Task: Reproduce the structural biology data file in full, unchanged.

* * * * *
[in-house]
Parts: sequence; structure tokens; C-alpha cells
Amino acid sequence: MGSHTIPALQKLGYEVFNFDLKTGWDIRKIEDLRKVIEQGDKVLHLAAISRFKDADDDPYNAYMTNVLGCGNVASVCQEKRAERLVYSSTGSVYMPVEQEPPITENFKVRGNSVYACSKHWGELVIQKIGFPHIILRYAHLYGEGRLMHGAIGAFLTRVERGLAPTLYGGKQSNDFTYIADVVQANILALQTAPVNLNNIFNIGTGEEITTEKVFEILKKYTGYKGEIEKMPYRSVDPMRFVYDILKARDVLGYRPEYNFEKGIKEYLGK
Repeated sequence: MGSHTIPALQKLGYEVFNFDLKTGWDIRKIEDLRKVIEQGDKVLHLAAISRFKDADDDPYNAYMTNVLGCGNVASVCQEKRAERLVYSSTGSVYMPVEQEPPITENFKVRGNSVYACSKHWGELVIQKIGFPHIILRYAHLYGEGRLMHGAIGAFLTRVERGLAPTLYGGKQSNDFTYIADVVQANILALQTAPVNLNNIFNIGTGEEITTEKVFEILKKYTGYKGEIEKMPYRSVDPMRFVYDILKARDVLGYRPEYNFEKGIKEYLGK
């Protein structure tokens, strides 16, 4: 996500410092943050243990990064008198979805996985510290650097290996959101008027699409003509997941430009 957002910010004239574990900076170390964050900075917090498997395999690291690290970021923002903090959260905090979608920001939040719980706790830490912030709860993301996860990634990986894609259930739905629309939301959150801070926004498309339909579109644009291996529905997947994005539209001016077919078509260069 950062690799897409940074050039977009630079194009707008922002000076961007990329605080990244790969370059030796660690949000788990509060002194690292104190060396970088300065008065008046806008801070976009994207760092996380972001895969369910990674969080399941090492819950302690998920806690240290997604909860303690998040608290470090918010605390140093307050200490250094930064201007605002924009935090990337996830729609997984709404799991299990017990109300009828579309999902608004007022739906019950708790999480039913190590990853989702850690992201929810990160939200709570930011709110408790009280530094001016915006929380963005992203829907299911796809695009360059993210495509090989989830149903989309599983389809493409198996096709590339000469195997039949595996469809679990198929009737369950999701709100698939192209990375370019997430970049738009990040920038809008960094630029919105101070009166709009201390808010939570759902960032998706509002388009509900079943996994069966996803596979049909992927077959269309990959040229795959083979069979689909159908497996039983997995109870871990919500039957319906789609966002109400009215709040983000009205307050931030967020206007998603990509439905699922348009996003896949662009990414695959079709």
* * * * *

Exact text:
[in-house]
Parts: sequence; structure tokens; C-alpha cells
Amino acid sequence: MGSHTIPALQKLGYEVFNFDLKTGWDIRKIEDLRKVIEQGDKVLHLAAISRFKDADDDPYNAYMTNVLGCGNVASVCQEKRAERLVYSSTGSVYMPVEQEPPITENFKVRGNSVYACSKHWGELVIQKIGFPHIILRYAHLYGEGRLMHGAIGAFLTRVERGLAPTLYGGKQSNDFTYIADVVQANILALQTAPVNLNNIFNIGTGEEITTEKVFEILKKYTGYKGEIEKMPYRSVDPMRFVYDILKARDVLGYRPEYNFEKGIKEYLGK
Repeated sequence: MGSHTIPALQKLGYEVFNFDLKTGWDIRKIEDLRKVIEQGDKVLHLAAISRFKDADDDPYNAYMTNVLGCGNVASVCQEKRAERLVYSSTGSVYMPVEQEPPITENFKVRGNSVYACSKHWGELVIQKIGFPHIILRYAHLYGEGRLMHGAIGAFLTRVERGLAPTLYGGKQSNDFTYIADVVQANILALQTAPVNLNNIFNIGTGEEITTEKVFEILKKYTGYKGEIEKMPYRSVDPMRFVYDILKARDVLGYRPEYNFEKGIKEYLGK
């Protein structure tokens, strides 16, 4: 996500410092943050243990990064008198979805996985510290650097290996959101008027699409003509997941430009 957002910010004239574990900076170390964050900075917090498997395999690291690290970021923002903090959260905090979608920001939040719980706790830490912030709860993301996860990634990986894609259930739905629309939301959150801070926004498309339909579109644009291996529905997947994005539209001016077919078509260069 950062690799897409940074050039977009630079194009707008922002000076961007990329605080990244790969370059030796660690949000788990509060002194690292104190060396970088300065008065008046806008801070976009994207760092996380972001895969369910990674969080399941090492819950302690998920806690240290997604909860303690998040608290470090918010605390140093307050200490250094930064201007605002924009935090990337996830729609997984709404799991299990017990109300009828579309999902608004007022739906019950708790999480039913190590990853989702850690992201929810990160939200709570930011709110408790009280530094001016915006929380963005992203829907299911796809695009360059993210495509090989989830149903989309599983389809493409198996096709590339000469195997039949595996469809679990198929009737369950999701709100698939192209990375370019997430970049738009990040920038809008960094630029919105101070009166709009201390808010939570759902960032998706509002388009509900079943996994069966996803596979049909992927077959269309990959040229795959083979069979689909159908497996039983997995109870871990919500039957319906789609966002109400009215709040983000009205307050931030967020206007998603990509439905699922348009996003896949662009990414695959079709």